Formerly conjoined twins—who underwent an unprecedented separation procedure—just celebrated five years of life since their operation.
The South Texas twins are healthy and thriving, thanks to the expertise of pediatric surgeon Dr. Haroon Patel and the team at Driscoll Children’s Hospital.
Scarlett and Ximena Torres were born conjoined, a rare and surprising story on its own.
The sisters are, in fact, triplets; their identical sister, Catalina, was born free of health complications.
“I was 3 months pregnant when I found out and I couldn’t believe it,” mother Silvia Hernandez-Ambriz told Driscoll Children’s Hospital, “because they told me there were three girls and that [two] became conjoined.”
In a pregnancy with triplets, conjoined twins are extremely rare, with a 1-in-50-million chance of occurrence, reported KSAT.
“I did get very sad because I thought they were not going to make it,” Silvia told the hospital.
Because of the nature of their conjunction, the girls had a team of 45 to 50 doctors and personnel of various specialties, including anesthesiology, plastic surgery, pediatric surgery, orthopedics, radiology, and urology.
“This had never been done at Driscoll Children’s Hospital,” said Patel in a video interview with the hospital. “So this was new to us.”
But the surgeons prepared for the procedure and employed every contingency until they were certain the operation would become second nature.
On April 12, 2016, Scarlett and Ximena underwent the 12-hour surgery, which was successful. They spent just a few weeks in the Driscoll post-anesthesia care unit (PACU) and were released from the hospital months ahead of schedule.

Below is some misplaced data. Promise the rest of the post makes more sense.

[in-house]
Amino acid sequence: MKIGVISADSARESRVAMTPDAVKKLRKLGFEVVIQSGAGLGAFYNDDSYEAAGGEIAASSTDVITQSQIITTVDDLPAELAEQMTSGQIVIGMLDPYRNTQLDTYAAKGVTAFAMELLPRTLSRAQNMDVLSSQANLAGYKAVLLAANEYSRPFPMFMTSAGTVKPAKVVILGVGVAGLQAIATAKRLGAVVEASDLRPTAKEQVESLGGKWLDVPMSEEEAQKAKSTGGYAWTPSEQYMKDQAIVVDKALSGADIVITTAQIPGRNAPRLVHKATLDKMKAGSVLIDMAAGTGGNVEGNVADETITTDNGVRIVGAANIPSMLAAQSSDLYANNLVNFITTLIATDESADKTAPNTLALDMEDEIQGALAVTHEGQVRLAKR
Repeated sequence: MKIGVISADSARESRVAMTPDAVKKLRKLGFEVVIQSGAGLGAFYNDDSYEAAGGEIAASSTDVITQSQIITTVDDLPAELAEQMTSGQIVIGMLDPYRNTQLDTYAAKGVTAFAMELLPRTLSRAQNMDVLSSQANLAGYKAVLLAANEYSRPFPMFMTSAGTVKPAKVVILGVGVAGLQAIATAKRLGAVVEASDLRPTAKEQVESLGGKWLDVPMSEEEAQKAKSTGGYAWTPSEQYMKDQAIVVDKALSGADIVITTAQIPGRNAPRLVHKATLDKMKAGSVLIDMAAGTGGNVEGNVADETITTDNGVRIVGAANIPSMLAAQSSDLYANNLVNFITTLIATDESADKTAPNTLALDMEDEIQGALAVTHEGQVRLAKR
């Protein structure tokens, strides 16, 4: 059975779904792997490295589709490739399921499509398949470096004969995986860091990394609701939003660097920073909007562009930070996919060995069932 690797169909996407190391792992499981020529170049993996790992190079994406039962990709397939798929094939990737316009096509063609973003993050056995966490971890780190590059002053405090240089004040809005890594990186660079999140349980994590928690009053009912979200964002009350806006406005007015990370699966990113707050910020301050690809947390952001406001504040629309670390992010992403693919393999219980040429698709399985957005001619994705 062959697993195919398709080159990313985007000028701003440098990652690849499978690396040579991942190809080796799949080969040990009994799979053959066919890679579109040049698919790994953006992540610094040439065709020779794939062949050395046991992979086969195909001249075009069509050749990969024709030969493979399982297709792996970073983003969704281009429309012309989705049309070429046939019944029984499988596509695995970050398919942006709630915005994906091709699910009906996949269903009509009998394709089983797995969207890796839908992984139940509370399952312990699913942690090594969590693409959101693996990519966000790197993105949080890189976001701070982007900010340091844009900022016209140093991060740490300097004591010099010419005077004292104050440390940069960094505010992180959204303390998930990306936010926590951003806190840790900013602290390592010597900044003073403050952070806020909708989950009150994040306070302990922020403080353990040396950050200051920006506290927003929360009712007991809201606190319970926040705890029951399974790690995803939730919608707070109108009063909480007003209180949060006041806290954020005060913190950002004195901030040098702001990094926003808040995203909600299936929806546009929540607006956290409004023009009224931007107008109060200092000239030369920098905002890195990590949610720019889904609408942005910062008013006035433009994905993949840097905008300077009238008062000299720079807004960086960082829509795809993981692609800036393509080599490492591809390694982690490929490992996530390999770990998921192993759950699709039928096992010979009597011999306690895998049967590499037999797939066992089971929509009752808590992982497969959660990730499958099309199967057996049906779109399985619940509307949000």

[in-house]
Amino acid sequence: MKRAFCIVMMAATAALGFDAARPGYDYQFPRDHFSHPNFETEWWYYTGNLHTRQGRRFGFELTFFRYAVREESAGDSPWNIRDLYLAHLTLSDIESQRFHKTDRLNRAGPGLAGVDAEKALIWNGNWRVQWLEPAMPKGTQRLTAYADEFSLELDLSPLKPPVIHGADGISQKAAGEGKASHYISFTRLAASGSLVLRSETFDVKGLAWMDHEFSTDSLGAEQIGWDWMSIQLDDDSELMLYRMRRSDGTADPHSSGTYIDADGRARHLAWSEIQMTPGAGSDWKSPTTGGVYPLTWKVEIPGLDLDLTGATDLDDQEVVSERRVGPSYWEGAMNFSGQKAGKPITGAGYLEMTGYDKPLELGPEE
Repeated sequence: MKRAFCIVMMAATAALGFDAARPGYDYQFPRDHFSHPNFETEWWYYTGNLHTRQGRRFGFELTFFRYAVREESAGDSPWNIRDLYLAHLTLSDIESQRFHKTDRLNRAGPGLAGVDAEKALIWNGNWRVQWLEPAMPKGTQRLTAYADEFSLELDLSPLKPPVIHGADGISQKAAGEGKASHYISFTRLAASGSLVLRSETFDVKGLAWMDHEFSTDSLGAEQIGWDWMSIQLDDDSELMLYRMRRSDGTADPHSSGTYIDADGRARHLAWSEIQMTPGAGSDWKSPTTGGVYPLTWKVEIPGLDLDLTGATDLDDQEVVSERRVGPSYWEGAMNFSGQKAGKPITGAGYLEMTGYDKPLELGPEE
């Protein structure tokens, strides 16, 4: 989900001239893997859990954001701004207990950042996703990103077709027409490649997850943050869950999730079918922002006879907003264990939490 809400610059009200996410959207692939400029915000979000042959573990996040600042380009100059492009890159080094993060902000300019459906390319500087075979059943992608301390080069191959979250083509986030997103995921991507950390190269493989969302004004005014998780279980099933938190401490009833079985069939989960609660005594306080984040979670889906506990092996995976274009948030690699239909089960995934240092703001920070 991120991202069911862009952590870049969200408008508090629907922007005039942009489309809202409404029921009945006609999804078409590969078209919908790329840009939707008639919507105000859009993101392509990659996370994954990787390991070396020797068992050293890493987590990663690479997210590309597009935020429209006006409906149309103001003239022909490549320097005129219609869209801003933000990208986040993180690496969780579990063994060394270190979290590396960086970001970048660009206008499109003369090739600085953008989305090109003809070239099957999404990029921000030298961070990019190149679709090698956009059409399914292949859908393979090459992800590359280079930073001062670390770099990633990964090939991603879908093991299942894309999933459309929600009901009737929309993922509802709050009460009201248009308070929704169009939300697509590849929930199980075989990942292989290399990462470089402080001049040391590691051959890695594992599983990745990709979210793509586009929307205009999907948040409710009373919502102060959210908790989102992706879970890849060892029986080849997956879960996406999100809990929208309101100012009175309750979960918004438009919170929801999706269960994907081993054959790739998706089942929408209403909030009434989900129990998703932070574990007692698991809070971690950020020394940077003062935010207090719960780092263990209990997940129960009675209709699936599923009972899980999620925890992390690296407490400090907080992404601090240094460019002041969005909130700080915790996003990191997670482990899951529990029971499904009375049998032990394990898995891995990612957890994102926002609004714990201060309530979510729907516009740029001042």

“I knew they were going to be strong, because since the moment I saw them the first time, they always fought for their lives,” said Silvia.
She was right, and her girls have been happy and healthy ever since. Soon after the surgery, they learned to function independently of their twin.
On April 12, 2021, they celebrated the five-year anniversary of their surgery. The girls visited the hospital and the staff were overjoyed to see the young ladies, who the hospital says “light up every room they’re in.”
“Don’t they look good,” Patel said, watching them run around the clinic. “They know their way around here.”
Patel explained that, from the very start of working with the girls, he had told Silvia they were going to become like family.
“We let the parents know from the start that this was going to be a lifelong relationship. It wasn’t going to be a one-and-done surgery. The girls are going to have ongoing medical needs,” said Patel.
They are, indeed, like family, with the twins attending checkups on a regular basis.
“They’ve got free rein here,” joked Patel. “They are part of the family.”